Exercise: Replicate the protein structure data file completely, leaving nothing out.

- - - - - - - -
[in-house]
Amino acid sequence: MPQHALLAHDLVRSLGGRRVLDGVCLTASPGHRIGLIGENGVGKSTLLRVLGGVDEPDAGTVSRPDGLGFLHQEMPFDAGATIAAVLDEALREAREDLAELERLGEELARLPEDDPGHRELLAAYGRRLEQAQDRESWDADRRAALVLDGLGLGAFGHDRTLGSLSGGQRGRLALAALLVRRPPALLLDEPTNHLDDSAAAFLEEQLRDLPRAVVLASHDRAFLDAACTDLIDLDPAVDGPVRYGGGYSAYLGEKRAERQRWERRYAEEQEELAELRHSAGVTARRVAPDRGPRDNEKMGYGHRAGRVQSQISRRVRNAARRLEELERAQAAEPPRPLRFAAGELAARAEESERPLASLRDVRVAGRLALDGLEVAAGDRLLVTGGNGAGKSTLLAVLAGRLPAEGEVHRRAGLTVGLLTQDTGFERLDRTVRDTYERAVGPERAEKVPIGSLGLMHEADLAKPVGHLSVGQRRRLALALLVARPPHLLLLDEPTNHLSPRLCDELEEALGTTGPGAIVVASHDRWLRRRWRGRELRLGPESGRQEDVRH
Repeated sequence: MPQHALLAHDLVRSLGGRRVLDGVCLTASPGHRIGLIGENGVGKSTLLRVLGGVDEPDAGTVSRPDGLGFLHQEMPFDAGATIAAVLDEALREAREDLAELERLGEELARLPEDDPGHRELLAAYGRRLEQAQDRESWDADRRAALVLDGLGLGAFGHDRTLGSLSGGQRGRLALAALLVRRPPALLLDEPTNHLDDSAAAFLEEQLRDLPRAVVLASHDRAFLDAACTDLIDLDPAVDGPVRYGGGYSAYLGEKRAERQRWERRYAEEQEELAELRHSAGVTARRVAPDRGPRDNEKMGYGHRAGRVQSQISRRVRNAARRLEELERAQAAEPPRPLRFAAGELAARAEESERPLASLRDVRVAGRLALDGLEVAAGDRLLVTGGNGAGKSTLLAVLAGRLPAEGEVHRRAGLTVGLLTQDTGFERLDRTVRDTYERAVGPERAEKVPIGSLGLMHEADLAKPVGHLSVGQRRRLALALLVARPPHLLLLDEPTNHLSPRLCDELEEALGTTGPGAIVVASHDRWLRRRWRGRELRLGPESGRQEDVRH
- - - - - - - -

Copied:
[in-house]
Amino acid sequence: MPQHALLAHDLVRSLGGRRVLDGVCLTASPGHRIGLIGENGVGKSTLLRVLGGVDEPDAGTVSRPDGLGFLHQEMPFDAGATIAAVLDEALREAREDLAELERLGEELARLPEDDPGHRELLAAYGRRLEQAQDRESWDADRRAALVLDGLGLGAFGHDRTLGSLSGGQRGRLALAALLVRRPPALLLDEPTNHLDDSAAAFLEEQLRDLPRAVVLASHDRAFLDAACTDLIDLDPAVDGPVRYGGGYSAYLGEKRAERQRWERRYAEEQEELAELRHSAGVTARRVAPDRGPRDNEKMGYGHRAGRVQSQISRRVRNAARRLEELERAQAAEPPRPLRFAAGELAARAEESERPLASLRDVRVAGRLALDGLEVAAGDRLLVTGGNGAGKSTLLAVLAGRLPAEGEVHRRAGLTVGLLTQDTGFERLDRTVRDTYERAVGPERAEKVPIGSLGLMHEADLAKPVGHLSVGQRRRLALALLVARPPHLLLLDEPTNHLSPRLCDELEEALGTTGPGAIVVASHDRWLRRRWRGRELRLGPESGRQEDVRH
Repeated sequence: MPQHALLAHDLVRSLGGRRVLDGVCLTASPGHRIGLIGENGVGKSTLLRVLGGVDEPDAGTVSRPDGLGFLHQEMPFDAGATIAAVLDEALREAREDLAELERLGEELARLPEDDPGHRELLAAYGRRLEQAQDRESWDADRRAALVLDGLGLGAFGHDRTLGSLSGGQRGRLALAALLVRRPPALLLDEPTNHLDDSAAAFLEEQLRDLPRAVVLASHDRAFLDAACTDLIDLDPAVDGPVRYGGGYSAYLGEKRAERQRWERRYAEEQEELAELRHSAGVTARRVAPDRGPRDNEKMGYGHRAGRVQSQISRRVRNAARRLEELERAQAAEPPRPLRFAAGELAARAEESERPLASLRDVRVAGRLALDGLEVAAGDRLLVTGGNGAGKSTLLAVLAGRLPAEGEVHRRAGLTVGLLTQDTGFERLDRTVRDTYERAVGPERAEKVPIGSLGLMHEADLAKPVGHLSVGQRRRLALALLVARPPHLLLLDEPTNHLSPRLCDELEEALGTTGPGAIVVASHDRWLRRRWRGRELRLGPESGRQEDVRH